Peabody Energy Investigation in Late Stages: New York Attorney General Probe

Powder River Basin coal

This is a guest post by Dan Zegart, crossposted from Climate Investigations Center.

Update: Peabody Energy announced today that it has reached a settlement with the New York Attorney General's office regarding its climate change disclosures to investors on the financial risks of its business.

A probe by the New York state attorney general of Peabody Energy for allegedly not warning investors about climate change-related financial risks is close to being settled, according to sources close to the investigation.

The news accompanied the announcement on November 6th by New York Attorney General Eric Schneiderman of his investigation of ExxonMobil, which apparently will zero in on the contradiction between the company's own scientific research confirming the hazards of global warming and its subsequent funding of climate denial to protect its profits.

Schneiderman, who had been under increasing pressure to investigate energy companies for allegedly covering up the hazards of fossil fuel use, issued an 18-page subpoena for a wide assortment of records from ExxonMobil dating back to January 1, 1977. The company must respond by December 4th.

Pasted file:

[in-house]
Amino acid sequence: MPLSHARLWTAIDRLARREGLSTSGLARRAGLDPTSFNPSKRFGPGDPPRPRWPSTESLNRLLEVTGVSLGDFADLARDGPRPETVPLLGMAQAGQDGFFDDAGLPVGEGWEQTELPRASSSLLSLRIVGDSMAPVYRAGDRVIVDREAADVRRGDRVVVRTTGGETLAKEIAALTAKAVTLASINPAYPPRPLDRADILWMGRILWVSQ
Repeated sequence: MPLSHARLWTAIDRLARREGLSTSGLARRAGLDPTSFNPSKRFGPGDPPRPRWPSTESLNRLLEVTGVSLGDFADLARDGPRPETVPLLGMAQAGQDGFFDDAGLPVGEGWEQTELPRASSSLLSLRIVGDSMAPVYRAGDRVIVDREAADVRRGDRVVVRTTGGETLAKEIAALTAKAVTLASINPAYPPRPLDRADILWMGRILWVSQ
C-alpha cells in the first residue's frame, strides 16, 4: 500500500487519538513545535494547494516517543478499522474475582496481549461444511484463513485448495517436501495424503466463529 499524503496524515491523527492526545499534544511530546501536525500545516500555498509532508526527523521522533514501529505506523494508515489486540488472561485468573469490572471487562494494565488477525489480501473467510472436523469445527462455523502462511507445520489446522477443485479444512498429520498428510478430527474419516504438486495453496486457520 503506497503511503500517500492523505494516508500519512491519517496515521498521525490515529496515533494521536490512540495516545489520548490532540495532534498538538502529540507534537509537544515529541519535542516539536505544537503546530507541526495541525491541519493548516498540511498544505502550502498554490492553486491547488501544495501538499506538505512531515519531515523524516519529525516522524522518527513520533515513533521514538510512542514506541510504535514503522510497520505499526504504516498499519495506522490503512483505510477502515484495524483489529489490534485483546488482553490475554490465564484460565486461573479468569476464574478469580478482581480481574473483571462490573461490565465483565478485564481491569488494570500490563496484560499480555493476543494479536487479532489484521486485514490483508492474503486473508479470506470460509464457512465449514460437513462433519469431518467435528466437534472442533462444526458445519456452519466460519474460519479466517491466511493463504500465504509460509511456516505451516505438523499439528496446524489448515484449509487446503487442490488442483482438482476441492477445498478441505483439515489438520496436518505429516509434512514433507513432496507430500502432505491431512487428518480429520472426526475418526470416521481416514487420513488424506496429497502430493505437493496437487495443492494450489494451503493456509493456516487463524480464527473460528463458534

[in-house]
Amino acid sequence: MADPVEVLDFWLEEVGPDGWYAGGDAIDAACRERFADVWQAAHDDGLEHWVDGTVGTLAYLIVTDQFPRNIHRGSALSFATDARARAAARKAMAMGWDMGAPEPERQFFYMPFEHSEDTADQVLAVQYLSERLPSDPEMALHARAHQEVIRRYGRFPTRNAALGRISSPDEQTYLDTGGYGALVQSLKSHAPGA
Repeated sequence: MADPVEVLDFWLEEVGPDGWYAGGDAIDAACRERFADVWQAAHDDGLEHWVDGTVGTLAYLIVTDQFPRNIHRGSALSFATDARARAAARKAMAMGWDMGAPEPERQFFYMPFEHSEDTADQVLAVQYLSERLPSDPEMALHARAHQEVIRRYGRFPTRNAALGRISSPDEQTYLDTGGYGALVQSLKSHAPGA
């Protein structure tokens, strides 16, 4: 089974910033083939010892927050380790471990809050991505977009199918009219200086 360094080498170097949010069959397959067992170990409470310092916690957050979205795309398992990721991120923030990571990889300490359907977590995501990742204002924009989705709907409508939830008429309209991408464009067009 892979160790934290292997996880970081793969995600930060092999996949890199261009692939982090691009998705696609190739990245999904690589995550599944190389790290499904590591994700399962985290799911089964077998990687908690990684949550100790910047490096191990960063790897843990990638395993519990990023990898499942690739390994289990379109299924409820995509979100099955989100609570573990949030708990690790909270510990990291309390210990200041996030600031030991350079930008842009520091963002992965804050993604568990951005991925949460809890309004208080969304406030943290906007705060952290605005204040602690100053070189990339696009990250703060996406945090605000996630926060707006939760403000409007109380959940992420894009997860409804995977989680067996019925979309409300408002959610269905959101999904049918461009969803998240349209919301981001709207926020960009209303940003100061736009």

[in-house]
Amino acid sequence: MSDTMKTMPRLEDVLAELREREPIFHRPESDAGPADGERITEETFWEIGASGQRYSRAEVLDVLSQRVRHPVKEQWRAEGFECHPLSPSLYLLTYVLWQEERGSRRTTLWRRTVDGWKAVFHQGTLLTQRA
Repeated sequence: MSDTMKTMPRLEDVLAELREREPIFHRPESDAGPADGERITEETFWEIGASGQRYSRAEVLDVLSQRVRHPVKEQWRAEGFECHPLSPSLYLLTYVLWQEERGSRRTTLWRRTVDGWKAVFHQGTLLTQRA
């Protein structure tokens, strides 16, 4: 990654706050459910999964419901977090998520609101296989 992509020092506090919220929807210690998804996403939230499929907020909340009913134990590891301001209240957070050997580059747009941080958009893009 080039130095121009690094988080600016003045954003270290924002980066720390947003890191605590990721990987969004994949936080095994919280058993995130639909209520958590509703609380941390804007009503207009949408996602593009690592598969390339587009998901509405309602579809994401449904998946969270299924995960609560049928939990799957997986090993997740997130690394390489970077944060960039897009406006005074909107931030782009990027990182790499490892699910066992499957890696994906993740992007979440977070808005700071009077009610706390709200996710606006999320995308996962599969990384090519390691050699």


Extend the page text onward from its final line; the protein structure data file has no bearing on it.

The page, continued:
The attorney general's office also confirmed that the probe of Peabody Energy, the country's largest coal producer, originally launched in 2007 under then-Attorney General Andrew Cuomo, was renewed in  2013 with fresh demands for information from the company.

A source familiar with the investigation said a settlement may be forthcoming “very soon.”

With Congress Back to Work, Republican Attacks On EPA Resume

Fresh off the August recess, the United States Congress got back to business today.  Rather than focusing on pressing issues like a potential war, looming budget deadlines, and the growing problem of student loan debt, some Republican lawmakers thought it was the perfect time to pick up where they left off before their recess – attacking the Environmental Protection Agency.

Texas Republican Lamar Smith, chairman of the House Science, Space and Technology Committee, is enraged that the EPA is not “complying” with a subpoena that his committee issued, requiring the agency to hand over all documents and studies relating to standards issued by the EPA

According to Smith, this information is vital for the public, as the safety standards that it spurs cost the public “trillions of dollars,” he wrote in a letter to the EPA.  Smith never specifies how he came up with that figure, and research shows that regulations put in place by the EPA actually save taxpayers much more money than they cost.  Smith’s letter has given the agency until September 16th to hand over the documents.

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